Time was — not that long ago — that after a mass shooting, gun rights advocates would nod to the possibility of compromise before waiting for memories to fade and opposing any new legislation to regulate firearms.
This time, they skipped the preliminaries and jumped directly to opposition.
“The most effective tool for keeping kids safe is armed law enforcement on the campus,” Texas Republican Sen. Ted Cruz said to MSNBC a few hours after a shooter killed at least 21 people in Uvalde, Texas. “Inevitably, when there’s a murder of this kind, you see politicians try to politicize it. You see Democrats and a lot of folks in the media whose immediate solution is to try to restrict the constitutional rights of law-abiding citizens. That doesn’t work.”
Get our Essential Politics newsletter
The latest news, analysis and insights from our politics teams from Sacramento to D.C.
You may occasionally receive promotional content from the Los Angeles Times.
The speed of that negative reaction provides the latest example of how, on one issue after another, the gap between blue America and red America has widened so much that even the idea of national agreement appears far-fetched. Many political figures no longer bother pretending to look for it.
Broad agreement on some steps
And yet, significant agreement does exist.
Poll after poll has shown for years that large majorities of the public agree on at least some, limited steps to further regulate firearms.
A survey last year by the Pew Research Center, for example, showed that by 87% to 12%, Americans supported “preventing people with mental illnesses from purchasing guns.” By 81% to 18% they backed “making private gun sales and sales at gun shows subject to background checks.” And by a smaller but still healthy 64% to 36% they favored “banning high-capacity ammunition magazines that hold more than 10 rounds.”
The gunman in Uvalde appears to have carried seven 30-round magazines, authorities in Texas have said.
So why, in the face of such large majorities, does Congress repeatedly do nothing?
One powerful factor is the belief among many Americans that nothing lawmakers do will help the problem.
Asked in that same Pew survey if mass shootings would decline if guns were harder to obtain, about half of Americans said they would go down, but 42% said it would make no difference. Other surveys have found much the same feeling among a large swath of Americans.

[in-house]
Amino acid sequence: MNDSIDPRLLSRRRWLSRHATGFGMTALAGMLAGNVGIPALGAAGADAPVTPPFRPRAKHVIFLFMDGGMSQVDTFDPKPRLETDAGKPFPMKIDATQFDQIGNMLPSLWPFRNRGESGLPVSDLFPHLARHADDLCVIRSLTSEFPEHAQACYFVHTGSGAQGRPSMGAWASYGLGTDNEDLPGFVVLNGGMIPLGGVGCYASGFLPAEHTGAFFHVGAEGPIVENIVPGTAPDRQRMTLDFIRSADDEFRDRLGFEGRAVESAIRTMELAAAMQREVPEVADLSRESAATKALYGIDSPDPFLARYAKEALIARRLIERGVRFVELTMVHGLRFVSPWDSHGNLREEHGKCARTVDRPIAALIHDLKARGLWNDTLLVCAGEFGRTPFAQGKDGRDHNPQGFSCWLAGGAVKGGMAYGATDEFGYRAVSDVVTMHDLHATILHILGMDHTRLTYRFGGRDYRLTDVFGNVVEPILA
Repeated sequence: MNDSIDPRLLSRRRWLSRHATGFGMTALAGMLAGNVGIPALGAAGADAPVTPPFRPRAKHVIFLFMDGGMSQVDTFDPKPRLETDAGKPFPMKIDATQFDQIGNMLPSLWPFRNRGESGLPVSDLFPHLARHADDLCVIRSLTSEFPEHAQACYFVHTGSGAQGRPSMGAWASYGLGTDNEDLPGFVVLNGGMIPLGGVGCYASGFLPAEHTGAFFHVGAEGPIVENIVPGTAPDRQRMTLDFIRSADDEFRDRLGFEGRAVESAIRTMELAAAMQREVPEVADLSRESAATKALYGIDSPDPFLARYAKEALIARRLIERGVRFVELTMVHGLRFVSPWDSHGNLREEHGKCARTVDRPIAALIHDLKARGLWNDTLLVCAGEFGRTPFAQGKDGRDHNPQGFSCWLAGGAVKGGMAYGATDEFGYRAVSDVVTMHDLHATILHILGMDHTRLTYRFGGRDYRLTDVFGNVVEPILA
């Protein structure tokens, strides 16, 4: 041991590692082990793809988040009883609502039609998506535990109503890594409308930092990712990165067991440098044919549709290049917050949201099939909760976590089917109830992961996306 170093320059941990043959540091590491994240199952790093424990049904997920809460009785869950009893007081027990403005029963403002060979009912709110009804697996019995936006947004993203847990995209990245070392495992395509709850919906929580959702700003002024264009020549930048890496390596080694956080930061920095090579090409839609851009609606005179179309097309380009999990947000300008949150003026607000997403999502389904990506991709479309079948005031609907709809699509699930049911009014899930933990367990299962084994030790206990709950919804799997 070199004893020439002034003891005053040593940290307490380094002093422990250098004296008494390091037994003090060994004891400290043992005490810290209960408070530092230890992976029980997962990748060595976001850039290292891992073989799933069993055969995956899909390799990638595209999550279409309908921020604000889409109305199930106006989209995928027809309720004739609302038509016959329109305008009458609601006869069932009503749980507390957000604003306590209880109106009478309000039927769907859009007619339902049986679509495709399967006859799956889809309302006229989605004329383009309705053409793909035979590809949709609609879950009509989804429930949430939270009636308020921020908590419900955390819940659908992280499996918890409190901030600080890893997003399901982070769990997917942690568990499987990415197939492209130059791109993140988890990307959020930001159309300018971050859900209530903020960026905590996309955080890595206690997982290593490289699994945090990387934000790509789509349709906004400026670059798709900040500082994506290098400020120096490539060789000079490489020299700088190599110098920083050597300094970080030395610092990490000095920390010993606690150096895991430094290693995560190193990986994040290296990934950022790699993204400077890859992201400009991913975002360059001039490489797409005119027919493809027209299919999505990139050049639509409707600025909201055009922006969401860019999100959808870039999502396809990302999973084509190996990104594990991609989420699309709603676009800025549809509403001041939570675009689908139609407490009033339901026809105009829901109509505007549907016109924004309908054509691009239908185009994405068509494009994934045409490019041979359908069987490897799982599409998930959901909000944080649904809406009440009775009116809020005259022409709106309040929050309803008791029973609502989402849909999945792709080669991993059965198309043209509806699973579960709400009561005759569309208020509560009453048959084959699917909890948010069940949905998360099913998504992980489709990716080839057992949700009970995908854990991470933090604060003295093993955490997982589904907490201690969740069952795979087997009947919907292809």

The argument about futility is one that opponents of change quickly turn to after a catastrophe. It’s a powerful rhetorical weapon against action.
“It wouldn’t prevent these shootings,” Sen. Marco Rubio (R-Fla.) said on CNN on Wednesday when asked about banning the sort of semiautomatic weapons used by the killer in Uvalde and by a gunman who killed 10 at a Buffalo, N.Y., supermarket 10 days earlier. “The truth of the matter is these people are going to commit these horrifying crimes — whether they have to use another weapon to do it, they’re going to figure out a way to do it.”
Republican Texas Gov. Greg Abbott made a similar claim at his news conference on Wednesday: “People who think that, ‘well, maybe we can just implement tougher gun laws, it’s gonna solve it’ — Chicago and L.A. and New York disprove that thesis.”
The facts powerfully suggest that’s not true.
Go back roughly 15 years: In 2005, California had almost the same rate of deaths from guns as Florida or Texas. California had 9.5 firearms deaths per 100,000 people that year, Florida had 10 and Texas 11, according to data from the National Center for Health Statistics.
Since then, California repeatedly has tightened its gun laws, while Florida and Texas have moved in the opposite direction.
California’s rate of gun deaths has declined by 10% since 2005, even as the national rate has climbed in recent years. And Texas and Florida? Their rates of gun deaths have climbed 28% and 37% respectively. California now has one of the 10 lowest rates of gun deaths in the nation. Texas and Florida are headed in the wrong direction.
Obviously, factors beyond a state’s laws can affect the rate of firearms deaths. The national health statistics take into account differences in the age distribution of state populations, but they don’t control for every factor that might affect gun deaths.